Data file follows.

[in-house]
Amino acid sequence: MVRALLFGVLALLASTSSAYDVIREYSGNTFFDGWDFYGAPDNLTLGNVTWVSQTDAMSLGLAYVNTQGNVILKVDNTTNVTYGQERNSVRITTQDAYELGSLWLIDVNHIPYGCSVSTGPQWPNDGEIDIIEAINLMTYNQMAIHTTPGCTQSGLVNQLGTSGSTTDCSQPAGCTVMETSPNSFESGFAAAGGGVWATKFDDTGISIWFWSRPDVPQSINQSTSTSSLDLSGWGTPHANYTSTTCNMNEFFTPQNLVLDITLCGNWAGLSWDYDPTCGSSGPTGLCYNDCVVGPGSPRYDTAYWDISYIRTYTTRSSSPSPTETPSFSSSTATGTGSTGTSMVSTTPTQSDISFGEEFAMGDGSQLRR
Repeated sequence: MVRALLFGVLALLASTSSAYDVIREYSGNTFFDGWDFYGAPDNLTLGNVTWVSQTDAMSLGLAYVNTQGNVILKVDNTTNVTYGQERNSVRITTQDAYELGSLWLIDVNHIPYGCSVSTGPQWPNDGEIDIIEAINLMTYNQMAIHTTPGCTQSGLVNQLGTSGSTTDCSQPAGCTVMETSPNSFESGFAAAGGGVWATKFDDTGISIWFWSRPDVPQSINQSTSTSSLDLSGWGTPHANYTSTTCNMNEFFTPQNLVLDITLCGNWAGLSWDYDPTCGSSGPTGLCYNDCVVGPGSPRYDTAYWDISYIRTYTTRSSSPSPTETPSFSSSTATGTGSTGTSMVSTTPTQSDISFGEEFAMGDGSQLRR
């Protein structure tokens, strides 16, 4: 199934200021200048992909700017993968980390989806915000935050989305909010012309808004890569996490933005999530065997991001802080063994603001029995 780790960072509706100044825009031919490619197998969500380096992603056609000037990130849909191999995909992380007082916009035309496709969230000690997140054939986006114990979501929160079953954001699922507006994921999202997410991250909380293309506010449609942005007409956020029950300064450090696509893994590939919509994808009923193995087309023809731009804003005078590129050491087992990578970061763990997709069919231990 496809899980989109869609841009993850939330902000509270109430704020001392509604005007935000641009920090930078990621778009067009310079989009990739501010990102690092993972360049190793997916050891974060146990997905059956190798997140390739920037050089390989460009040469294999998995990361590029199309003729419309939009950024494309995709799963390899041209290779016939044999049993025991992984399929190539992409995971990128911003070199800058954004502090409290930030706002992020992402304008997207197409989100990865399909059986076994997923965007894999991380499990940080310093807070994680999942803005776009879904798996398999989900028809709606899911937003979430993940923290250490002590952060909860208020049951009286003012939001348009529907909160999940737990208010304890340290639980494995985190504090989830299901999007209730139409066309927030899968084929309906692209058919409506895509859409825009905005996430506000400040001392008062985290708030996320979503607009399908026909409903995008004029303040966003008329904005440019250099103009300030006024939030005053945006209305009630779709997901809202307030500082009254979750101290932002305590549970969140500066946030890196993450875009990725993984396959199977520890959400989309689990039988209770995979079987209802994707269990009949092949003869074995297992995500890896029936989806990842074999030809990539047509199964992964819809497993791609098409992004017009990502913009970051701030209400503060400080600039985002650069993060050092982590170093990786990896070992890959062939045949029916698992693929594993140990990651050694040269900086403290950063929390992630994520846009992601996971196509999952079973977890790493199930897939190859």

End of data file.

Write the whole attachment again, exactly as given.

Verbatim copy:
[in-house]
Amino acid sequence: MVRALLFGVLALLASTSSAYDVIREYSGNTFFDGWDFYGAPDNLTLGNVTWVSQTDAMSLGLAYVNTQGNVILKVDNTTNVTYGQERNSVRITTQDAYELGSLWLIDVNHIPYGCSVSTGPQWPNDGEIDIIEAINLMTYNQMAIHTTPGCTQSGLVNQLGTSGSTTDCSQPAGCTVMETSPNSFESGFAAAGGGVWATKFDDTGISIWFWSRPDVPQSINQSTSTSSLDLSGWGTPHANYTSTTCNMNEFFTPQNLVLDITLCGNWAGLSWDYDPTCGSSGPTGLCYNDCVVGPGSPRYDTAYWDISYIRTYTTRSSSPSPTETPSFSSSTATGTGSTGTSMVSTTPTQSDISFGEEFAMGDGSQLRR
Repeated sequence: MVRALLFGVLALLASTSSAYDVIREYSGNTFFDGWDFYGAPDNLTLGNVTWVSQTDAMSLGLAYVNTQGNVILKVDNTTNVTYGQERNSVRITTQDAYELGSLWLIDVNHIPYGCSVSTGPQWPNDGEIDIIEAINLMTYNQMAIHTTPGCTQSGLVNQLGTSGSTTDCSQPAGCTVMETSPNSFESGFAAAGGGVWATKFDDTGISIWFWSRPDVPQSINQSTSTSSLDLSGWGTPHANYTSTTCNMNEFFTPQNLVLDITLCGNWAGLSWDYDPTCGSSGPTGLCYNDCVVGPGSPRYDTAYWDISYIRTYTTRSSSPSPTETPSFSSSTATGTGSTGTSMVSTTPTQSDISFGEEFAMGDGSQLRR
């Protein structure tokens, strides 16, 4: 199934200021200048992909700017993968980390989806915000935050989305909010012309808004890569996490933005999530065997991001802080063994603001029995 780790960072509706100044825009031919490619197998969500380096992603056609000037990130849909191999995909992380007082916009035309496709969230000690997140054939986006114990979501929160079953954001699922507006994921999202997410991250909380293309506010449609942005007409956020029950300064450090696509893994590939919509994808009923193995087309023809731009804003005078590129050491087992990578970061763990997709069919231990 496809899980989109869609841009993850939330902000509270109430704020001392509604005007935000641009920090930078990621778009067009310079989009990739501010990102690092993972360049190793997916050891974060146990997905059956190798997140390739920037050089390989460009040469294999998995990361590029199309003729419309939009950024494309995709799963390899041209290779016939044999049993025991992984399929190539992409995971990128911003070199800058954004502090409290930030706002992020992402304008997207197409989100990865399909059986076994997923965007894999991380499990940080310093807070994680999942803005776009879904798996398999989900028809709606899911937003979430993940923290250490002590952060909860208020049951009286003012939001348009529907909160999940737990208010304890340290639980494995985190504090989830299901999007209730139409066309927030899968084929309906692209058919409506895509859409825009905005996430506000400040001392008062985290708030996320979503607009399908026909409903995008004029303040966003008329904005440019250099103009300030006024939030005053945006209305009630779709997901809202307030500082009254979750101290932002305590549970969140500066946030890196993450875009990725993984396959199977520890959400989309689990039988209770995979079987209802994707269990009949092949003869074995297992995500890896029936989806990842074999030809990539047509199964992964819809497993791609098409992004017009990502913009970051701030209400503060400080600039985002650069993060050092982590170093990786990896070992890959062939045949029916698992693929594993140990990651050694040269900086403290950063929390992630994520846009992601996971196509999952079973977890790493199930897939190859």